If vs Guard – a Beginner’s approach

1. Introduction

Computer programming is about solving problems and getting things done the right way. However, as a beginner, you don’t care how you do it as long as you get it done. It works so why bother tackling it in a completely different way after all?

I thought the same way when I first stumbled upon the guard statement in Swift because it behaves like an if statement. So I approached it reluctantly at first and soon asked myself how I lived without it.

The biggest challenge you face when discovering new programming paradigms is changing the way you think. This can be scary at first because you are used to doing things in a certain way and now you suddenly feel overwhelmed. It takes time and patience to get used to anything new but it’s worth doing it in the long run – being able to choose the right technique for a certain problem is a skill that any software developer should have in his toolbox.

OK, enough talking – let’s see what the guard statement is all about.

2. The challenge

Your task for this tutorial is an easy one: determine the name of the day of the week for a certain day of the year. Before diving into coding, think how you would solve the problem and break it into steps. This is how I would do it:

  • generate a random day of the year;
  • determine the day of the week;
  • unwrap its value if it’s valid;
  • determine the day’s name based on the value;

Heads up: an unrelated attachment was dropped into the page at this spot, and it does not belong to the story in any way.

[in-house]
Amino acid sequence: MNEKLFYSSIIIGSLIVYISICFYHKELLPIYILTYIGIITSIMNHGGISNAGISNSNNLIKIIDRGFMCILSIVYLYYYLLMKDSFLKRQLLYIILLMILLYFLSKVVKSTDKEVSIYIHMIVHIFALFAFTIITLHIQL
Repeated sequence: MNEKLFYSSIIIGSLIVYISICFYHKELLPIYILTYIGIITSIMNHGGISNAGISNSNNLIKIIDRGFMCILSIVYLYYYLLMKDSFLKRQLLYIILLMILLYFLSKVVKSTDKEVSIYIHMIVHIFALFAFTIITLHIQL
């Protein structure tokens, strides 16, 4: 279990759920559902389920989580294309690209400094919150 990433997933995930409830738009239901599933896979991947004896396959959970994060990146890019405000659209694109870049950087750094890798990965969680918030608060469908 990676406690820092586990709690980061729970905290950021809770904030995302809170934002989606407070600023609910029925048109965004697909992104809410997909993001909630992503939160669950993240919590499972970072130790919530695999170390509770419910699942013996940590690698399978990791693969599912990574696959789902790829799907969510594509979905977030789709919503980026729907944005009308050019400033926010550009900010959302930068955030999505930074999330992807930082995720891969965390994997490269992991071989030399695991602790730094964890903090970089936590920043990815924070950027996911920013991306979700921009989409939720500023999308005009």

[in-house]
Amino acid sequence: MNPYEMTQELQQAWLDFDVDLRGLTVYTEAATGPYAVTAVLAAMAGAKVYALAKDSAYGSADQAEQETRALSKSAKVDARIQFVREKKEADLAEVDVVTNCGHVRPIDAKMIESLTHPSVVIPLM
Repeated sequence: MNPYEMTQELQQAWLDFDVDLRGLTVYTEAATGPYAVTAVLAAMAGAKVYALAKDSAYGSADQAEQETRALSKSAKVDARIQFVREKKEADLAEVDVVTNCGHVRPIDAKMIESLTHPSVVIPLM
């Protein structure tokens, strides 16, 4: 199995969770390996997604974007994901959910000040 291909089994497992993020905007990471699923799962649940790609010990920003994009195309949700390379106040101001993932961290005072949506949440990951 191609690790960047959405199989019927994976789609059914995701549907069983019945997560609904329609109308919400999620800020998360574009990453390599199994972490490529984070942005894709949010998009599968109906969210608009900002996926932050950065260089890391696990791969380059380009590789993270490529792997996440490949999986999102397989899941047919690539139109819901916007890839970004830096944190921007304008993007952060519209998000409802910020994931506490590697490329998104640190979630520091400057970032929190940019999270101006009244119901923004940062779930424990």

• print the name of the day to the console;

That’s it for the algorithm – now let’s move on to the implementation.

3. The forced unwrapping implementation

Fire up Xcode and open a playground. Delete everything from it and add this line to kick things off:

import Darwin

This imports the Darwin module into the playground – you use it to generate random numbers.

Note: This tutorial is not about the evolution theory – sorry for the disappointed fans out there. 🙂

Next generate a random day of the year:

let dayYear = Int(arc4random_uniform(365))

The arc4random_uniform function creates a random whole number between 0 and 364 since a year has 365 days.

Challenge: Generate a random day of a leap year.

Hint: Think of how many days are in a leap year compared to a regular one.

Solution:

let daylYear = Int(arc4random_uniform(366))

Now create an enumeration with the days of the week:

enum Days: Int {

  case monday, tuesday, wednesday, thursday, friday, saturday, sunday

}

The enumeration’s type is Int so the days of the week have raw values between 0 for Monday and 6 for Sunday.

Note: The first day of the week is Monday where I come from – if you live in the English speaking world feel free to start with Sunday instead. 🙂

Note: You can also declare the enumeration like this – the initial approach is shorter though:

enum Days: Int {

  case monday
  case tuesday
  case wednesday
  case thursday
  case friday
  case saturday
  case sunday

}

Next create the day’s name variable – it’s variable because you are going to change its value soon:

var name: String

Note: You can also use type inference to create it like this – its initial value is the empty string:

var name = ""

Now compute the day of the week’s value and unwrap it with forced unwrapping:

let day = Days(rawValue: dayYear % 7)!

The enumeration’s failable initialiser’s raw value argument is the remainder of the day of the year’s value’s division by 7 – a natural number between 0 and 6.

Note: You could also use an intermediate variable for the day of the week’s value – the initial approach is shorter though:

let dayWeek = dayYear % 7
let day = Days(rawValue: dayWeek)!